Ken Salazar, shaped by the land

Ken Salazar grew up on a family ranch in Colorado’s San Luis Valley but his career eventually took him to Washington D.C., first as a U.S. Senator for his home state and eventually as the 50th U.S. Secretary of the Interior. WLA’s Executive Director Lesli Allison visited with the Secretary to find out about how a childhood on the land influenced his life and what he sees ahead for working lands and rural America. 

Lesli Allison: You’ve often referenced your childhood on the land and a deep sense of place as your inspiration. In an increasingly mobile and urban world, that kind of experience is becoming increasingly rare. Tell us what it means to you. 

Secretary Ken Salazar: The land and the water and the people of the San Luis valley have defined my life—as a young person, as a student, as a rancher and in my service as Colorado Attorney General, Senator and Secretary of the Interior. Everything goes back to that place of the ranch. As I come off the steps of my Mom and Dad’s house, I can look to the east and see the Sangre de Cristo Mountains, and to the west and see the San Juan Mountains. And I see all the rivers, the San Antonio, the Conejos and the La Jara, emptying into the Rio Grande and then flowing south to New Mexico and the Texas border all the way into the Gulf of Mexico. The values that I learned there have driven everything I have done in life, including my love for the land and the people. That’s what I took into the U.S. Department of the Interior.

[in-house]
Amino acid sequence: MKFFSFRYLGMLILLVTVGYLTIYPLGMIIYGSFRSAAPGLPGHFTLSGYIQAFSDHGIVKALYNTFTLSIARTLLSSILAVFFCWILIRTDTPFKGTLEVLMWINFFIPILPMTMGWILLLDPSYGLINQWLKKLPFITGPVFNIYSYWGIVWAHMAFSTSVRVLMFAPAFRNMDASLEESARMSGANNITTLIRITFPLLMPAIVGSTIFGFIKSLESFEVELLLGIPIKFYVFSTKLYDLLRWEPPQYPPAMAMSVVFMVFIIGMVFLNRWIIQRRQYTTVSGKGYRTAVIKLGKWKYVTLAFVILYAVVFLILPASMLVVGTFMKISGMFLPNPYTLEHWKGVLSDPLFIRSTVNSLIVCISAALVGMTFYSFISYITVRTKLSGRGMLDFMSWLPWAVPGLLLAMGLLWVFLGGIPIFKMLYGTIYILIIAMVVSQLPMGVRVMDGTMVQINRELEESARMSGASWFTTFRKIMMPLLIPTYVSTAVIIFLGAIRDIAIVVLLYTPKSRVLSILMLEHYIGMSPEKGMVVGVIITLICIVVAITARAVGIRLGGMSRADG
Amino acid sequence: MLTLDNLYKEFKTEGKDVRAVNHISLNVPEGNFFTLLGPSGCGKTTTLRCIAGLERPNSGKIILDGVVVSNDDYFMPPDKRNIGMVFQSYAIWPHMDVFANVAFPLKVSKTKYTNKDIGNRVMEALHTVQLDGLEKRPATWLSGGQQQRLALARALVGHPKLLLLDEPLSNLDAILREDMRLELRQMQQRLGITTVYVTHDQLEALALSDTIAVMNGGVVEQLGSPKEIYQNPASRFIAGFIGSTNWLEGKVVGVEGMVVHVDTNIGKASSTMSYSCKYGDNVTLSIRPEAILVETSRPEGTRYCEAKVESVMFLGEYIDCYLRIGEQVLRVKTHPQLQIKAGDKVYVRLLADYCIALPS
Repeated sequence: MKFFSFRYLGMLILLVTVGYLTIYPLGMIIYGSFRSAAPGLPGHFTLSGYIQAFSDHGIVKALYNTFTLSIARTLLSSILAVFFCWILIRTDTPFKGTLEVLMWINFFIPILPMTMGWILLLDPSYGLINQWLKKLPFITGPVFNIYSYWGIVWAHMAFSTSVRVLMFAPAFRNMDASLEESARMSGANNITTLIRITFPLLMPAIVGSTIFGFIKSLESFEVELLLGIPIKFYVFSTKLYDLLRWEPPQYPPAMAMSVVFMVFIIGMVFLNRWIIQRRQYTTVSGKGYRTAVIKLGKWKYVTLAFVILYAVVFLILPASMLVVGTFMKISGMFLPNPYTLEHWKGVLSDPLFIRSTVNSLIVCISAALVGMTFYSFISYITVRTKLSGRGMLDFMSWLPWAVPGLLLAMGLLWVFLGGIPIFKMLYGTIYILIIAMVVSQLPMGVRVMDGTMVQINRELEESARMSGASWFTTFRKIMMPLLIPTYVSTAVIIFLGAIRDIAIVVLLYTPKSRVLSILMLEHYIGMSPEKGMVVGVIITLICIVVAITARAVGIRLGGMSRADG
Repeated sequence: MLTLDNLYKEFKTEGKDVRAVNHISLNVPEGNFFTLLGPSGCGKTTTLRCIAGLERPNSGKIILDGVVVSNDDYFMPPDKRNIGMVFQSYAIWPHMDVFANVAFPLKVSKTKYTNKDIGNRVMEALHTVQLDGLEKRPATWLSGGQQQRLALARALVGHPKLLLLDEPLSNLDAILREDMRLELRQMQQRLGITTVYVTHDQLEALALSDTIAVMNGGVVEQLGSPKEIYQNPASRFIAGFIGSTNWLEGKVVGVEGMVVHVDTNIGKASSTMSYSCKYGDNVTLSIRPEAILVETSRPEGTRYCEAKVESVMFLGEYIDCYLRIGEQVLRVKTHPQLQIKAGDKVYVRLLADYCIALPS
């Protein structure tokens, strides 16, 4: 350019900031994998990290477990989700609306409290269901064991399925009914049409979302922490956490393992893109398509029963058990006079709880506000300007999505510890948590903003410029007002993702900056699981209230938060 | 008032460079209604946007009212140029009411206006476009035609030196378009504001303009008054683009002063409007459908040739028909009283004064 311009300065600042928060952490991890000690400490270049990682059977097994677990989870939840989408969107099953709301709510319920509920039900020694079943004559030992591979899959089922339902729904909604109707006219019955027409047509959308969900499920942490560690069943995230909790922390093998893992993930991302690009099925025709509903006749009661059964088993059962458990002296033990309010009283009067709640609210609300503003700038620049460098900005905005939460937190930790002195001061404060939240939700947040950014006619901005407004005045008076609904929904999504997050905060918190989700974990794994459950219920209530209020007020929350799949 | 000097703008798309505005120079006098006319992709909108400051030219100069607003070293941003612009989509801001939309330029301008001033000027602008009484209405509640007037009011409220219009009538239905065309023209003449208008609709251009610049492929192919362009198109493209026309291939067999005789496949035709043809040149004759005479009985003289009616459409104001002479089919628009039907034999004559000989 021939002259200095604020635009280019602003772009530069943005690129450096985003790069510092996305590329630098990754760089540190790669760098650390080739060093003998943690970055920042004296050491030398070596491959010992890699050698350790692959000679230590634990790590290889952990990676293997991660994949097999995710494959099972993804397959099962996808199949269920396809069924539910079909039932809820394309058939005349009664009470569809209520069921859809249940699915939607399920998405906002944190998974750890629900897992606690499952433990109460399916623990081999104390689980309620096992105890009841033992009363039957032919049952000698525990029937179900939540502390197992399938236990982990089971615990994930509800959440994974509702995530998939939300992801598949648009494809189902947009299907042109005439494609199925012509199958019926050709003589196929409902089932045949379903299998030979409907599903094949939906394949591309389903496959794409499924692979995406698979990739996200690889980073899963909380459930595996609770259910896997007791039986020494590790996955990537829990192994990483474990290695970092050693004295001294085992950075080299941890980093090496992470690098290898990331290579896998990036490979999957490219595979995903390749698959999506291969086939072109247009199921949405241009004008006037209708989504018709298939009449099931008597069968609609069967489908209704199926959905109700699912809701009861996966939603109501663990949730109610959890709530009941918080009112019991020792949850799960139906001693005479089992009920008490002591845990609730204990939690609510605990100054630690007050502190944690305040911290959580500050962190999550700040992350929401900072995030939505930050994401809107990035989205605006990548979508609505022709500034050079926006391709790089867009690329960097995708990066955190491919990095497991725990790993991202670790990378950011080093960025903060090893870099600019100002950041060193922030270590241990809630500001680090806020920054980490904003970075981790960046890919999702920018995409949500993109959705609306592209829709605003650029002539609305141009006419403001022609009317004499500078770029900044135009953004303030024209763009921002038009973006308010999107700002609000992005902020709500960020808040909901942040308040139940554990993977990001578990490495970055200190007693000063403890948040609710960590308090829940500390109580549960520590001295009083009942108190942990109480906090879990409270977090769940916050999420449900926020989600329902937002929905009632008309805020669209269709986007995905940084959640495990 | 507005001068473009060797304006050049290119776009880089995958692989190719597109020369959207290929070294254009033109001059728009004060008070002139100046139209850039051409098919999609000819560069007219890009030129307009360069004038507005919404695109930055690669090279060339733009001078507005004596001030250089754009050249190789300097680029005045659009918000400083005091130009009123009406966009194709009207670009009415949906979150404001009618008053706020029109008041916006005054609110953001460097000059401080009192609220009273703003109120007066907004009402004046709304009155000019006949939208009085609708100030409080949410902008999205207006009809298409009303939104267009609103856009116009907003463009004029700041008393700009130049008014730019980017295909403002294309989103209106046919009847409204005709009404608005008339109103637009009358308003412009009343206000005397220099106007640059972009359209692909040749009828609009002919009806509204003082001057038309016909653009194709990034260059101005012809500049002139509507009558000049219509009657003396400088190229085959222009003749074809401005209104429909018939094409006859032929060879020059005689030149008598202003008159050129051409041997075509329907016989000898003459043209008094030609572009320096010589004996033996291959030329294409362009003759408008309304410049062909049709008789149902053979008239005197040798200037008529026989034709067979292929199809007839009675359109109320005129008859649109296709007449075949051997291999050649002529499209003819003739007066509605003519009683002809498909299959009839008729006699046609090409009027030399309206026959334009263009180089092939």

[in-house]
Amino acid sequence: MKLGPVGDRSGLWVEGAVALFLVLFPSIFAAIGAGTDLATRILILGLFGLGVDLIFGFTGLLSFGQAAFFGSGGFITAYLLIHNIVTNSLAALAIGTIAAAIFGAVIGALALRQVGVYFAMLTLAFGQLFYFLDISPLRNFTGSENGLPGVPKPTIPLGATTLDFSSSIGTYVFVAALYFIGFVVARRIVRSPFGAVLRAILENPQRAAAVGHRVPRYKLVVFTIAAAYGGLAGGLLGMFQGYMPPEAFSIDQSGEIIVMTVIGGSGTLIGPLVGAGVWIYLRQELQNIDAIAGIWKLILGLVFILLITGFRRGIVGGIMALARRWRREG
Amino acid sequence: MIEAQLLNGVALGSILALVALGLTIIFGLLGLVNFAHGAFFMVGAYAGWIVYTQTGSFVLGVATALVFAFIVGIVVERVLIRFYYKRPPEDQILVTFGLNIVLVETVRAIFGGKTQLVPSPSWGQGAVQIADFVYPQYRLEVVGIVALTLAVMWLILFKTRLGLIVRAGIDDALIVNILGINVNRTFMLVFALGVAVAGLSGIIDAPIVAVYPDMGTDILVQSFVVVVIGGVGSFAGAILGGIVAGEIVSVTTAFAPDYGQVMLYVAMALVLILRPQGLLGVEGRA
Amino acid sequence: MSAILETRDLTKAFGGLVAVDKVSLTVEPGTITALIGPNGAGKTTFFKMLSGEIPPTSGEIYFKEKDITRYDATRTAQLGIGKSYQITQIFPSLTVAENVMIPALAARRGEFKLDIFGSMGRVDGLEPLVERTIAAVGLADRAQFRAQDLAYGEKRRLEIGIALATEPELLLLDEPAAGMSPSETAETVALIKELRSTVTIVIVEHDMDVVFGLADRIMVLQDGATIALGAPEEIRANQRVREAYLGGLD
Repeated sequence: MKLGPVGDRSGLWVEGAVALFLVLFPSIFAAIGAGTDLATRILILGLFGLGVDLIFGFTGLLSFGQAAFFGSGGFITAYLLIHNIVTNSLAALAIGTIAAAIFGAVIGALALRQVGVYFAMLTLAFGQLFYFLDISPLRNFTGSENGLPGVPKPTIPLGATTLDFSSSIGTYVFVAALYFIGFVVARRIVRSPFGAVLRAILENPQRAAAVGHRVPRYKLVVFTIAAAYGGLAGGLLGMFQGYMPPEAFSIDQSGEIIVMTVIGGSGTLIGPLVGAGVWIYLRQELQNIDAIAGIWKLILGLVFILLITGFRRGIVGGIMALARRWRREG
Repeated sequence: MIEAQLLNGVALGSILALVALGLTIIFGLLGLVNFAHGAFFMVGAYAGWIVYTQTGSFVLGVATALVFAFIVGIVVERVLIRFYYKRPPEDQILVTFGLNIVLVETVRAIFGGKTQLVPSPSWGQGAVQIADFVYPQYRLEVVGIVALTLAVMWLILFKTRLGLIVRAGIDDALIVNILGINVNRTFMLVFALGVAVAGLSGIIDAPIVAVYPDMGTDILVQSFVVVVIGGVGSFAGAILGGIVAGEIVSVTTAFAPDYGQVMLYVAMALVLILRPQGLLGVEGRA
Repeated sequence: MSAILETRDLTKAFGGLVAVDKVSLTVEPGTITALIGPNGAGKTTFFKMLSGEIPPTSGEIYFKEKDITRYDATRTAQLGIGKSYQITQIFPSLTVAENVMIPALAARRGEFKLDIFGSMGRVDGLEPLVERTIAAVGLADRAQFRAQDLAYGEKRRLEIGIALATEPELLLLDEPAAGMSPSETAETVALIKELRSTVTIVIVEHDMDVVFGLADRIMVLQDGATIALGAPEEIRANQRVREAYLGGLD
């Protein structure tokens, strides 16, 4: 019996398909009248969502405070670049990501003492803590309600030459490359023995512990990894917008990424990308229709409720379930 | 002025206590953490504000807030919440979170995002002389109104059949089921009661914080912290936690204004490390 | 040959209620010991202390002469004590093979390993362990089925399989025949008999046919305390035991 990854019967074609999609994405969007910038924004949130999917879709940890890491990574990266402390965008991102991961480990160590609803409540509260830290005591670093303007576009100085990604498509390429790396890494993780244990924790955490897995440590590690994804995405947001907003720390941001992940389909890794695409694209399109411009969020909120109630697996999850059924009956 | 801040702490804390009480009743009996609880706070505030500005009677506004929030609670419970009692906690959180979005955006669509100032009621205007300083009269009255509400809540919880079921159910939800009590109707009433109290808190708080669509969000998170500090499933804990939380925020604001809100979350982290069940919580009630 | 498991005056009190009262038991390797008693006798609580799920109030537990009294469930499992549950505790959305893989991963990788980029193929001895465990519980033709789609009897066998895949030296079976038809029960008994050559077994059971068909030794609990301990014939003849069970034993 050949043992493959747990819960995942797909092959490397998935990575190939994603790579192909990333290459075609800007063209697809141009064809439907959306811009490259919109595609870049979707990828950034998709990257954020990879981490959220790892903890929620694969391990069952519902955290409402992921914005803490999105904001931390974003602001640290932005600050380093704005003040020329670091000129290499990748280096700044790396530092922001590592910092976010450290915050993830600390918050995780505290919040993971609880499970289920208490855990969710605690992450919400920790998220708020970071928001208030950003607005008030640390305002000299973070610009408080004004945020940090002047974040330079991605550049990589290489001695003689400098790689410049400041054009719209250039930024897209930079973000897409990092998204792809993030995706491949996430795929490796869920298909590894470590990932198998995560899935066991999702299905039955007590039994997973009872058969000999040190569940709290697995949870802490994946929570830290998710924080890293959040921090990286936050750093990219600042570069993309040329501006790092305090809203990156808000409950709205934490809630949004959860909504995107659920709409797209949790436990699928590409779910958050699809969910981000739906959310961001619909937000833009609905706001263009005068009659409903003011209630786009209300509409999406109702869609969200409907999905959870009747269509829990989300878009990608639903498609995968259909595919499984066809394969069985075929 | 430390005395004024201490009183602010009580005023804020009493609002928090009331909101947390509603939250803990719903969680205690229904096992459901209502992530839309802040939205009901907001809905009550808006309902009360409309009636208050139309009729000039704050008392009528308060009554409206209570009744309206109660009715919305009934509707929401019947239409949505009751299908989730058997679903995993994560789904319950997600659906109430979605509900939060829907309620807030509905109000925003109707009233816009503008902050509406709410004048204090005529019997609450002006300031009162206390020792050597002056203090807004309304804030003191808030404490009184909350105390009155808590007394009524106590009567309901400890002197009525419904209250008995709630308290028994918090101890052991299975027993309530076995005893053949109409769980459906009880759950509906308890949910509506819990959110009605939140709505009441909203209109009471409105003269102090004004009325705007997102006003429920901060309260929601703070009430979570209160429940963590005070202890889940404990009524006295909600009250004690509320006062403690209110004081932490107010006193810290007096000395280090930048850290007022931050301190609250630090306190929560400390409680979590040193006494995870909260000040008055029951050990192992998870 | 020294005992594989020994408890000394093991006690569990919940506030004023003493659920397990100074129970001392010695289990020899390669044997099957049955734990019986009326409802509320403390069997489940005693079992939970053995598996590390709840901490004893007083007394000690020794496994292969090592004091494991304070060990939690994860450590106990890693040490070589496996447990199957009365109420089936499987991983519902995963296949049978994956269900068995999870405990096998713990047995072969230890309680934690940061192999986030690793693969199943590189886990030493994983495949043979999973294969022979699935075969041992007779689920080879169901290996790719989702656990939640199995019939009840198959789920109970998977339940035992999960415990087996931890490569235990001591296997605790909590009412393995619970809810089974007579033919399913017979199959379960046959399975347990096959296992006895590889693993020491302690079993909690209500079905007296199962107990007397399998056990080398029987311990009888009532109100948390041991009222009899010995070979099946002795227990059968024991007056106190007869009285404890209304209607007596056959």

People would ask me during my first campaign, why do you talk about land, water and people in that order? Aren’t people more important? And I would say that without the land and water we wouldn’t have any people. That has been the north star of my life. 

“We cannot have a conservation future in the U.S. without incorporating working lands in a very significant way.”

Ken Salazar, former U.S. Secretary of the Interior.

LA: You have spoken about the importance of conserving at least thirty percent of the world’s natural lands by 2030. How do you see working lands fitting into this vision?